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2:05 AM
@geoffc there is nothing weak, nor naive about the article. It's just positive about something without being negative about something else.
Maybe it will make you feel better to remember instead, if only for the time it takes for the station to cross your night sky, that while everything can seem so awful and cynical here at home, we are still capable of distant miracles.
"I criticize, therefore I am" is an empty philosophy.
 
3:06 AM
@uhoh Oh look! Space is cool is naive. It is a pretty feeling, but it is naive. No offering of real research performed, no comments on the cost of that pretty feeling. Weak and naive seem appropriate. neither is an attack, just descriptive.
I think space is cool. I would not write that weak an article to demonstrate it to the public.
 
 
1 hour later…
4:21 AM
@geoffc what articles have you written? What's your overall ratio of articles written to articles criticized?
 
@uhoh I have written 450 articles, 2 books, and at least 12,000 forum posts. A link to my articles is in my profile I think. Or here:
Side note; Please do follow the link and let me know if it works. I am in a redirect loop since I have an account (since I can edit the Wiki) and it looks like the front end auth is stuck on a cookie I have.
I get lost of criticism. It has made me a better writer.
What have you written?
I wrote about one article a week for about 6 years straight, almost without missing one. This past year I have totally sucked at it, and have only published 15 articles in all of 2017. Which is a shame on me.
Almost all articles are 2000+ words. Usual news article is 700 words. I am approaching 1 million words in publication.
I do not run the Wiki, and they have this issue with my page, sorry about that, if it is not working.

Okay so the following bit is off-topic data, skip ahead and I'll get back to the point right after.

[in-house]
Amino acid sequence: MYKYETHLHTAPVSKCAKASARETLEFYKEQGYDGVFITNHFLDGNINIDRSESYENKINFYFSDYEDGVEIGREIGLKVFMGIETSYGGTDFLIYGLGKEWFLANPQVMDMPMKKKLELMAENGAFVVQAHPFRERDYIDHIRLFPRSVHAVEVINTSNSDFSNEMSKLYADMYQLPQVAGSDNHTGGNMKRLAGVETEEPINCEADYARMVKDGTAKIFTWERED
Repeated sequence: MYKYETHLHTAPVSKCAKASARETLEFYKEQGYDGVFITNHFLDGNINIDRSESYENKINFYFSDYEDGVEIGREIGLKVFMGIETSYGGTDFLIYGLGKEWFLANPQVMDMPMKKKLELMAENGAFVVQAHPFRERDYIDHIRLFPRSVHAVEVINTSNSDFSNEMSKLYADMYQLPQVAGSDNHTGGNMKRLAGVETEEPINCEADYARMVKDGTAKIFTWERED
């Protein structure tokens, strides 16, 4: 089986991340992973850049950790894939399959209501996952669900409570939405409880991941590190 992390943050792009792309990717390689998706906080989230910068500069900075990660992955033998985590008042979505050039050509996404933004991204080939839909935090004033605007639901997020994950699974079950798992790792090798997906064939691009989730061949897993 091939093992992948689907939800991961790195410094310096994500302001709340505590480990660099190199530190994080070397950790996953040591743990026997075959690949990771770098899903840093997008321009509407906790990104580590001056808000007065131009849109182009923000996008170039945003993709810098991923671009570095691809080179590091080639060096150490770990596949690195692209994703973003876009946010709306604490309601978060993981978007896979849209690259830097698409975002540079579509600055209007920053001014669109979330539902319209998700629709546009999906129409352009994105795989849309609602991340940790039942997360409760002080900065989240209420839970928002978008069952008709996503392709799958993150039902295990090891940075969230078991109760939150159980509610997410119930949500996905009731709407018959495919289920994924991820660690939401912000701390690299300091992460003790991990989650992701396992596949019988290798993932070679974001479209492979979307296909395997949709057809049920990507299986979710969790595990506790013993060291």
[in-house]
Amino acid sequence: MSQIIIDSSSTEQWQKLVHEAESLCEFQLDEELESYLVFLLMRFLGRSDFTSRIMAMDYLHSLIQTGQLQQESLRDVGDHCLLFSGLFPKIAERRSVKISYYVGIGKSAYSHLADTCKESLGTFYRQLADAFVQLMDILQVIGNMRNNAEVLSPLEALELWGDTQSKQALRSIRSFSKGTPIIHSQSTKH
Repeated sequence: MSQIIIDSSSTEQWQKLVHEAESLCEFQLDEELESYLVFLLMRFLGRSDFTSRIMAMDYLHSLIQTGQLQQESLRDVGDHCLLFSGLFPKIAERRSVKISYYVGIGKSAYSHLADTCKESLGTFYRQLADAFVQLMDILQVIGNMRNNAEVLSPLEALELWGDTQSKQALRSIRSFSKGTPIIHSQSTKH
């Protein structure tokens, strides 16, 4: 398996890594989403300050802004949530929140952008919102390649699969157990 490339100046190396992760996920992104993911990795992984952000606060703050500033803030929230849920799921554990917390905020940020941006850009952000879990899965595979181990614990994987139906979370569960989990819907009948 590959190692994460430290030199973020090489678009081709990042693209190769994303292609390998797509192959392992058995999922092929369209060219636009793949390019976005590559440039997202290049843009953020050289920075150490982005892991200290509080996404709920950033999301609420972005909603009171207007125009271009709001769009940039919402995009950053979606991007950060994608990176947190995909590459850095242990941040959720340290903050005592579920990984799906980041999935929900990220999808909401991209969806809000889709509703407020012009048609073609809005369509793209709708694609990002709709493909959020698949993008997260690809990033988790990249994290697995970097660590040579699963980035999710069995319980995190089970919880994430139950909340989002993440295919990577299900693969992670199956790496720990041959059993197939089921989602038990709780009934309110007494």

(and now off to bed, sorry, late in my time zone).
 
The link doesn't work for me but you are all over the internet!
It's a big world and there are different kinds of writing, different reasons to write, different messages, and different readers. Currently there's quite a surplus of writing about what's wrong with stuff. This article really resonated with me and it may others as well.
 
 
7 hours later…
11:39 AM
@uhoh Ya, it is it their reverse proxy... Argh, not again.
 
 
4 hours later…
3:29 PM
 
@geoffc thanks for keeping me in my place geoff. i don't know what i'd do without you.
 
4:00 PM
@kimholder We aim to please.
 
@Magix uhoh is our resident stickler. if he goes over something, he goes over it in detail. i like to imagine he lives in a snow white cube containing only the bare necessities, a computer, and a large library of treatises, maps, and precise scale models.
4
 
4:22 PM
^ that link works...
personally, i love the ISS for what it represents. it's a difficult position to defend, but i think one day it will be looked back on as the early guide to how to work together in space, and that will turn out to be much more important that we think it is now.
 
@kimholder I know but it doesnot show all the articles the way I want. :) Thank you for looking though, I need to report the issue again.
@kimholder Not disagreeing. I hear that perspective. I am curious to hear you explain the 'importance' that you see.
 
yes, that is the part that is difficult to defend....